Kid's Discovery Trail

Kid’s Discovery Trail #1: The Great White Pine (Pinus Strobus L.)

white pine2This is the largest pine tree, growing up to 150 feet and five feet in diameter. The great white pine has five needles for each “leaf”. The Haudenosaunee selected the tree to represent the idea of peace, always green and growing tall in the forest. The five needles coming together represent unity of the original five nations – Seneca, Cayuga, Onondaga, Oneida, and Mohawk. Can you spot a white pine?



White pine needlesThe five needles of the white pine are usually four inches long, joined at one end. They are slender and flexible, soft to the touch.




Deciduous Forests   In 1977 there were 198 million acres of forest in Ontario, seven times to amount of forest in all of France. There were 90 different kind of trees on the Ontario forests. We are in the great deciduous forest, one of three main forest in Ontario, that has hardwood and broad-leafed trees such as oak, hickory, chestnut, cucumber, sassafras, papaw, dogwood, ash, sycamore and walnut trees. There are also evergreen trees in this forest. Further north, the Great Lakes – St. Lawrence Forest region contains maple, elm, beech, basswood, birch, ash and hornbeam trees and evergreens such as pine, spruce, hemlock, fir, cedar, birch and poplars. Still further is the Boreal Forest Region of northern Ontario, with smaller hardwood trees and more evergreens, such as spruce, fir, jack pine, tamarack, white cedar , white birch and aspen. (The Forest Trees of Ontario, Ministry of Natural Resources, Ontario)

The Walnut Family (Juglandaceae) – Nut trees were important to our ancestors. Both the Indigenous and Loyalist settlers depended upon the various nuts for food. The Walnut and Butternut are Juglans, meaning they have a sculptured nut, while hickory trees are Carya, which produce a smooth-shelled nut. Both nuts have an outer husk that must be removed to get to the inner nut which contained the inner fruit desired by both humans and squirrels.

The Maple Family (Acer) – There are seven kinds of maple trees. The sugar maple, also called hard maple,  is honored by the Haudenosaunee as a supply of “sweet water” to refresh the body after a hard winter. Loyalist settlers also used that sweet water to make maple syrup. Maple wood is favored for its strength, hardness and texture. It was used to make a variety of farm implements and household utensils. The leaf of the Sugar maple is 5-lobed with rounded notches. The Sugar Maple produces a small winged nut called a key or sumara. Pairs of these nuts come twirling to the ground in the fall.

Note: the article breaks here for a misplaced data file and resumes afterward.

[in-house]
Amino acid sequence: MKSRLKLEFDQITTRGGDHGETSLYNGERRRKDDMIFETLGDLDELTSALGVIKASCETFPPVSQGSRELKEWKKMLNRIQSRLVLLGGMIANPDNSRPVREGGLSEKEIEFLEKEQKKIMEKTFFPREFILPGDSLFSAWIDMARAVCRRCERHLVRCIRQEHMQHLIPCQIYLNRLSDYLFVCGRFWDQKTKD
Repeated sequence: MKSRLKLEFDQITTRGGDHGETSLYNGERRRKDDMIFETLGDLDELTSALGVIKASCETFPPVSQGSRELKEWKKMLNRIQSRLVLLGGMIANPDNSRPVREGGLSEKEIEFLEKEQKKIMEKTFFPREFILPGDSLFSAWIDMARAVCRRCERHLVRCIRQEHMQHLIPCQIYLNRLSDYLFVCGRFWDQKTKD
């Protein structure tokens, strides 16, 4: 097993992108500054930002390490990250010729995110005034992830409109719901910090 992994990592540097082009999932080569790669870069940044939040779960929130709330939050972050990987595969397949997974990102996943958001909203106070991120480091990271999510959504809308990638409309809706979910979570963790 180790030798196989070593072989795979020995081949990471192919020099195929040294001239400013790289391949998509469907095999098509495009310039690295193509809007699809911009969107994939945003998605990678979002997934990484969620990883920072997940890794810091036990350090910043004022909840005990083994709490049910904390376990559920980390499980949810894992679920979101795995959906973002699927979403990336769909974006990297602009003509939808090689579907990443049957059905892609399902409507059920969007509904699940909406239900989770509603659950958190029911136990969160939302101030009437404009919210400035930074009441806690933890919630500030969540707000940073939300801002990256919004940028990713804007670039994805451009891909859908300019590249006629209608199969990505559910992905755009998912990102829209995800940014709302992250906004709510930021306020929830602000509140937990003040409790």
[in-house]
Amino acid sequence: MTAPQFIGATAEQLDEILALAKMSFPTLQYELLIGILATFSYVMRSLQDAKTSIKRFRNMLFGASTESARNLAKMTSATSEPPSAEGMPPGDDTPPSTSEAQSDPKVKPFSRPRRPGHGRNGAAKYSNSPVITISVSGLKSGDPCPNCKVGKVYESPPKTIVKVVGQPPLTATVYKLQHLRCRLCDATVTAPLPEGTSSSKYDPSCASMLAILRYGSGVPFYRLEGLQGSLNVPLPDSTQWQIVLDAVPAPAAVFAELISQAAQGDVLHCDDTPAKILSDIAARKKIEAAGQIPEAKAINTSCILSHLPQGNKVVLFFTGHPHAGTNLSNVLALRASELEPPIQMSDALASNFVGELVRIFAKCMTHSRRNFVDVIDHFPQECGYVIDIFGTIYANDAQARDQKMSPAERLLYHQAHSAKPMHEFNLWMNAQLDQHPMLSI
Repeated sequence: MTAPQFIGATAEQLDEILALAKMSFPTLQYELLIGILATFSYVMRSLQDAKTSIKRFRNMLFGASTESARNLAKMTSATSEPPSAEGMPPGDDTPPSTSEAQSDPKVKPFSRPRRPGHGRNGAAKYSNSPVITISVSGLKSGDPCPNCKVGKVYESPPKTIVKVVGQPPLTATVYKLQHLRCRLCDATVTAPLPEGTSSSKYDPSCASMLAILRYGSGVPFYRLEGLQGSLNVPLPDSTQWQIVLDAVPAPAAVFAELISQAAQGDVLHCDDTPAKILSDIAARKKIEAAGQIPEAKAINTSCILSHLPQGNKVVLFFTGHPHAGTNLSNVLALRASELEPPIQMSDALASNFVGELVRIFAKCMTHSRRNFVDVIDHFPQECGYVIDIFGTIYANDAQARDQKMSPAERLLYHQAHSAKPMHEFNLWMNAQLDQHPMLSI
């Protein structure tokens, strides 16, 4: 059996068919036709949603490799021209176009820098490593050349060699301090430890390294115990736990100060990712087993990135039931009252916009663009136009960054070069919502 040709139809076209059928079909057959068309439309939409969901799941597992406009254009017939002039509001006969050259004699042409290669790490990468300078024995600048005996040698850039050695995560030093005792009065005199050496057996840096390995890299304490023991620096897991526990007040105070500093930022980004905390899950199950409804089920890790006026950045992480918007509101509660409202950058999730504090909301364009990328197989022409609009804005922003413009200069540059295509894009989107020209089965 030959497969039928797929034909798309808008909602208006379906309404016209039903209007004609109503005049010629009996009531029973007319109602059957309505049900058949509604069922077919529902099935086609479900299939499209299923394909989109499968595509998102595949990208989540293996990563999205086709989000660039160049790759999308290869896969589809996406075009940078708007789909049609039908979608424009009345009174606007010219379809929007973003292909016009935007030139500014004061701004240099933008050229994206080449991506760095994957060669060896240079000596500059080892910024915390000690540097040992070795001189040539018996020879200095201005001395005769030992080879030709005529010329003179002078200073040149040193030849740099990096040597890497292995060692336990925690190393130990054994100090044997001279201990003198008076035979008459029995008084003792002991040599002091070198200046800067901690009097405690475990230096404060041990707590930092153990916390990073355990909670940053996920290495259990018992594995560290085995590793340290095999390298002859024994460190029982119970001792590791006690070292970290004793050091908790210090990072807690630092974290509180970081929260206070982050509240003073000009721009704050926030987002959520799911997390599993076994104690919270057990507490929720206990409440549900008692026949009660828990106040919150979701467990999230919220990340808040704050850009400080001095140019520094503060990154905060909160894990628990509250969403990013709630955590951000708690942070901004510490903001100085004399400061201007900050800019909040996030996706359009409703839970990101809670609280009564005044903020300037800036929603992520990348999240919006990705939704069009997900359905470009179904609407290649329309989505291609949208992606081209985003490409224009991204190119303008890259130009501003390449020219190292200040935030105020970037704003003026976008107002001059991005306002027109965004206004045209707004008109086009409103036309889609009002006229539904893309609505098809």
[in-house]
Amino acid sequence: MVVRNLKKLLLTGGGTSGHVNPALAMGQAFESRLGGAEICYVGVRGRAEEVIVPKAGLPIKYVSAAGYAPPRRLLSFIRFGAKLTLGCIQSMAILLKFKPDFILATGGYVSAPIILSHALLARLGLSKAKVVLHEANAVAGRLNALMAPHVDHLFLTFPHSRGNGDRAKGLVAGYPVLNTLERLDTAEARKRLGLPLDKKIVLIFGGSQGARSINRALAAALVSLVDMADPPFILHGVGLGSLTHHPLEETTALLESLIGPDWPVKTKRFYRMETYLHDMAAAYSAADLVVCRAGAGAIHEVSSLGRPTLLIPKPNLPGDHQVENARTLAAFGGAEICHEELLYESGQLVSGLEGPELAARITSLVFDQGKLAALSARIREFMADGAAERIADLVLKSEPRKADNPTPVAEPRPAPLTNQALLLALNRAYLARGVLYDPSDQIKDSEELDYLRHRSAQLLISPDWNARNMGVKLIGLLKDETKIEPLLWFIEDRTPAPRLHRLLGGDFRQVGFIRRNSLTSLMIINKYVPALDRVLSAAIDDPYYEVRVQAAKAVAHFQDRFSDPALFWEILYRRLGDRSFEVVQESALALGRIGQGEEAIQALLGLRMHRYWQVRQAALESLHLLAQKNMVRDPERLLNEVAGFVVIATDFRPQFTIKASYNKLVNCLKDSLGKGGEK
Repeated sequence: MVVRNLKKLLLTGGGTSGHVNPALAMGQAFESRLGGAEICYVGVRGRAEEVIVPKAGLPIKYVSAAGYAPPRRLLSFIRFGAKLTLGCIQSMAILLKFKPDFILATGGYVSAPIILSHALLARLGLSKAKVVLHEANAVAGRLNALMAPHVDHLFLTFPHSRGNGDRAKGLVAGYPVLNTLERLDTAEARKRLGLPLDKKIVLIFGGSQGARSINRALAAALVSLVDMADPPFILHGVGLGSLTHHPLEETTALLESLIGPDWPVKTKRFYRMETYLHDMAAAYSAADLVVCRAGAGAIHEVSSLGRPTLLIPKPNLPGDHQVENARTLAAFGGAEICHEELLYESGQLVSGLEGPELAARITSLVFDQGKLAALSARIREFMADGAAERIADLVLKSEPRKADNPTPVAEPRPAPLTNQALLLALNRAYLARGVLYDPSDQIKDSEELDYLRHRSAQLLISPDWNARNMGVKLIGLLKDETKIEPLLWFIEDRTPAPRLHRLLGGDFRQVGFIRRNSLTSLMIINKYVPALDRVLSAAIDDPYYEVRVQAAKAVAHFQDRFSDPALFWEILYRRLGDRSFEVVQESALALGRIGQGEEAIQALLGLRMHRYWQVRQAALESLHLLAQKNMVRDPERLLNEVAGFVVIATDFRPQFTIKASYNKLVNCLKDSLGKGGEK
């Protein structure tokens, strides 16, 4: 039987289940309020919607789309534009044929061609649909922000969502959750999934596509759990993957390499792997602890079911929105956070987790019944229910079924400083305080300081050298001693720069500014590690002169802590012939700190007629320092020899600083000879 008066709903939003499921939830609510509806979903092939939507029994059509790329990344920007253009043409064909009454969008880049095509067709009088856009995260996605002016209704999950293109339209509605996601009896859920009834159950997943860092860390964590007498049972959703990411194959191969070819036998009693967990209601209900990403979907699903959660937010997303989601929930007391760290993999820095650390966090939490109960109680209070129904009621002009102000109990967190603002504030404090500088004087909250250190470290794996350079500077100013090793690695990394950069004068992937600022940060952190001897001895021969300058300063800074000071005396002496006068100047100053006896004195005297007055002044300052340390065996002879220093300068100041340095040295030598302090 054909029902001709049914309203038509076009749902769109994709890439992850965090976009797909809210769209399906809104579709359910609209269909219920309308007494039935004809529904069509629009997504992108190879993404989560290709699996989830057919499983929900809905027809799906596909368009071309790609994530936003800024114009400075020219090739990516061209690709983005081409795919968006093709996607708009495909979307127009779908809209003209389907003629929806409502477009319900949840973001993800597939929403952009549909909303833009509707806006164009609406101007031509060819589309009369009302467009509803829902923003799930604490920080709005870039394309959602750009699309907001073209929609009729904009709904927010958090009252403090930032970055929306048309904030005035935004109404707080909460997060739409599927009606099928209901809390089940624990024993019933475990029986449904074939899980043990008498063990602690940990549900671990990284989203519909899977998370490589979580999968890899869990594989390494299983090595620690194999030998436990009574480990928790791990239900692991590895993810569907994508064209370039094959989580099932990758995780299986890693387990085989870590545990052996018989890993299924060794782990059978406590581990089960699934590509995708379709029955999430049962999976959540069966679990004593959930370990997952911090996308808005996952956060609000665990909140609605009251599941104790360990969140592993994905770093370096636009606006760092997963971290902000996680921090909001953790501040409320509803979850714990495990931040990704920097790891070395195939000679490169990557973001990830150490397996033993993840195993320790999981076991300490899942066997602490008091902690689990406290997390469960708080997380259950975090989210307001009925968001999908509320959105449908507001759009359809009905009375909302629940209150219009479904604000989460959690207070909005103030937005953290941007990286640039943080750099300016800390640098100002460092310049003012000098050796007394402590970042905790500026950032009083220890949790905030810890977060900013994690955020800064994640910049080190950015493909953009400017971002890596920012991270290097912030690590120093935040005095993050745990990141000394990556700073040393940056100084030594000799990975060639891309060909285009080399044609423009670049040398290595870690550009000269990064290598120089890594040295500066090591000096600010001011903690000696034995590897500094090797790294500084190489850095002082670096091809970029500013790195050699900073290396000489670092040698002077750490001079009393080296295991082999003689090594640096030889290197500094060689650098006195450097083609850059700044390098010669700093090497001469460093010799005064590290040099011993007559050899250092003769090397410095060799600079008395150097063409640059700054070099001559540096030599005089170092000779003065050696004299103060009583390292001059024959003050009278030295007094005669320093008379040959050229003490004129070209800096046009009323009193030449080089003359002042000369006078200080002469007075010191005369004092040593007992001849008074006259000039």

Kid’s Discovery Trail #2: What is a Water Shed?  

The Red Hill Valley watershed is the drainage within a 60 mile radius. What happens within that radius effects the quality of the water within the valley, and that impacts on the birds, fish, animals and humans who use the Valley. If polluted water is sent down the valley, wildlife and plants will suffer.   Image: watershed graphic

Kid’s Discovery Trail #3: Can Squirrels Fly?


A population of Southern Flying Squirrel live in the Red Hill Valley. These squirrels are active at night, and jump from tree to tree. They have a wide flap of skin between their front and back legs that serve as “wings” (called guide membranes) allowing them to glide through the air. They don’t fly like birds, by soar across great distances gather a diet of buds, seeds and nuts as well as insects, fungi, bird eggs and nestlings. The Red Hill Valley Project had to erect poles across the Valley so that the flying squirrels could make their way across the Valley at this location.

Southern Flying Squirrel (Glaucomys volans)   Growing up to 25 cm in length the steel grey squirrel is seldom seen. They like to glide in the beech-maple and oak-hickory forests. They sometimes live in nests occupied by several generations of the same family. They are smaller than the Northern Flying Squirrel. (Mammals of Ontario, 2002)


Kid’s Discovery Trail #4:  What is an Endangered Animal?

Some animals are endangered. That means that fewer and fewer of them survive and they might disappear if we are not careful. By restoring certain aspects of the ecosystem, we can help the endangered animals survive. They need the right combination of plants, trees, and food in order to grow and raise their young. In the past, chemical pollutants and improper land use destroyed the habitat of many animals, birds and fish.   These animals are rare and significant and you are lucky if you get to see one. Remember that their lives are fragile and don’t disturb them.

White-tailed Deer (Odocoileus virginianus) – Deer raise or “flag” their tail when alarm and to signal danger. Despite their size, they have great speed and agility. They hang out in forested areas as well as meadows, corn fields, and often travel along streams and valleys. The male “buck” grows antlers that fall off in the winter, only to grow back each spring, usually slightly larger if the winter food has been plentiful. Newborn fawns have white spots that eventually disappear. Their fur ranges from a reddish colour in the summer, to a darker, grayish color in the winter. (Tamara Eder, Mammals of Ontario, Lone Pine Publishing, 2001)